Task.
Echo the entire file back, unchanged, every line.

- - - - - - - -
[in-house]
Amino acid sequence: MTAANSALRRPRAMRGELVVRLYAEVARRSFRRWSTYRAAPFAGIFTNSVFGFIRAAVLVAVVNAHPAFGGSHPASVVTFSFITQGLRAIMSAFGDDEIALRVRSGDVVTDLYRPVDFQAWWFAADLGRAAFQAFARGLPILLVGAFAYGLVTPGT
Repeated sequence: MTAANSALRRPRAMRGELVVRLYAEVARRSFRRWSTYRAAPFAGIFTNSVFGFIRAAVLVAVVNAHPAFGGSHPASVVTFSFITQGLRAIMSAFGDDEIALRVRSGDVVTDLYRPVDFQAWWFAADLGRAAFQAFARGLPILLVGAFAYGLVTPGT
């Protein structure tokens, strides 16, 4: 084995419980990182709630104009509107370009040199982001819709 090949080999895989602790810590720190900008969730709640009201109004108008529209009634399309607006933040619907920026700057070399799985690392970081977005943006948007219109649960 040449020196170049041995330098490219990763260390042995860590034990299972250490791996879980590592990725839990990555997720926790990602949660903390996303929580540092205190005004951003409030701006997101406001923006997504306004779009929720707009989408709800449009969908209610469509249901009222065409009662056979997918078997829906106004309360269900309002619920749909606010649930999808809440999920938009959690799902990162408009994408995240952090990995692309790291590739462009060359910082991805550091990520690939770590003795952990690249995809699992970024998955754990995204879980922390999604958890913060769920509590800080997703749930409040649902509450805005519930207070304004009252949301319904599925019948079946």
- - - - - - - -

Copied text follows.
[in-house]
Amino acid sequence: MTAANSALRRPRAMRGELVVRLYAEVARRSFRRWSTYRAAPFAGIFTNSVFGFIRAAVLVAVVNAHPAFGGSHPASVVTFSFITQGLRAIMSAFGDDEIALRVRSGDVVTDLYRPVDFQAWWFAADLGRAAFQAFARGLPILLVGAFAYGLVTPGT
Repeated sequence: MTAANSALRRPRAMRGELVVRLYAEVARRSFRRWSTYRAAPFAGIFTNSVFGFIRAAVLVAVVNAHPAFGGSHPASVVTFSFITQGLRAIMSAFGDDEIALRVRSGDVVTDLYRPVDFQAWWFAADLGRAAFQAFARGLPILLVGAFAYGLVTPGT
């Protein structure tokens, strides 16, 4: 084995419980990182709630104009509107370009040199982001819709 090949080999895989602790810590720190900008969730709640009201109004108008529209009634399309607006933040619907920026700057070399799985690392970081977005943006948007219109649960 040449020196170049041995330098490219990763260390042995860590034990299972250490791996879980590592990725839990990555997720926790990602949660903390996303929580540092205190005004951003409030701006997101406001923006997504306004779009929720707009989408709800449009969908209610469509249901009222065409009662056979997918078997829906106004309360269900309002619920749909606010649930999808809440999920938009959690799902990162408009994408995240952090990995692309790291590739462009060359910082991805550091990520690939770590003795952990690249995809699992970024998955754990995204879980922390999604958890913060769920509590800080997703749930409040649902509450805005519930207070304004009252949301319904599925019948079946």